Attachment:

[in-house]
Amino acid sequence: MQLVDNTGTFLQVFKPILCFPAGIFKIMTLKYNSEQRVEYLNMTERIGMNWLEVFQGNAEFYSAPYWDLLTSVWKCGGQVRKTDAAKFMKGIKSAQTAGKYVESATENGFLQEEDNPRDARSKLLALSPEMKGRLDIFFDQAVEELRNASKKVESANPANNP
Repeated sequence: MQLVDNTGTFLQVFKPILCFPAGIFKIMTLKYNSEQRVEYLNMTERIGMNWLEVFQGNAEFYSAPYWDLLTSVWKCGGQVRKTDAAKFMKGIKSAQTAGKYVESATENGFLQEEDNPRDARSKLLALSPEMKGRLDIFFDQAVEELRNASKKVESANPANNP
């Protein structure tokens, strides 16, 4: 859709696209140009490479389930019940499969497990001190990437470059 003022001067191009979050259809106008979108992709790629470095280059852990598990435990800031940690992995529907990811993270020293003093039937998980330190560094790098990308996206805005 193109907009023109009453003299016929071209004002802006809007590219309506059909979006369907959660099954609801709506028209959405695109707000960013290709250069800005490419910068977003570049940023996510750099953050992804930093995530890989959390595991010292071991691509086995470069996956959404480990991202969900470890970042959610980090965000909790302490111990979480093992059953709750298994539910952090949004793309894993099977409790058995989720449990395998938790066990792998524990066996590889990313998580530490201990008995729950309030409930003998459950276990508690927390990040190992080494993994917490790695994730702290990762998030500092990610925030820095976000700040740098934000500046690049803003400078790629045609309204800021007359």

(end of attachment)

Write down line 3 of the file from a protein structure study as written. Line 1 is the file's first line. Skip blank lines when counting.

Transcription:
Repeated sequence: MQLVDNTGTFLQVFKPILCFPAGIFKIMTLKYNSEQRVEYLNMTERIGMNWLEVFQGNAEFYSAPYWDLLTSVWKCGGQVRKTDAAKFMKGIKSAQTAGKYVESATENGFLQEEDNPRDARSKLLALSPEMKGRLDIFFDQAVEELRNASKKVESANPANNP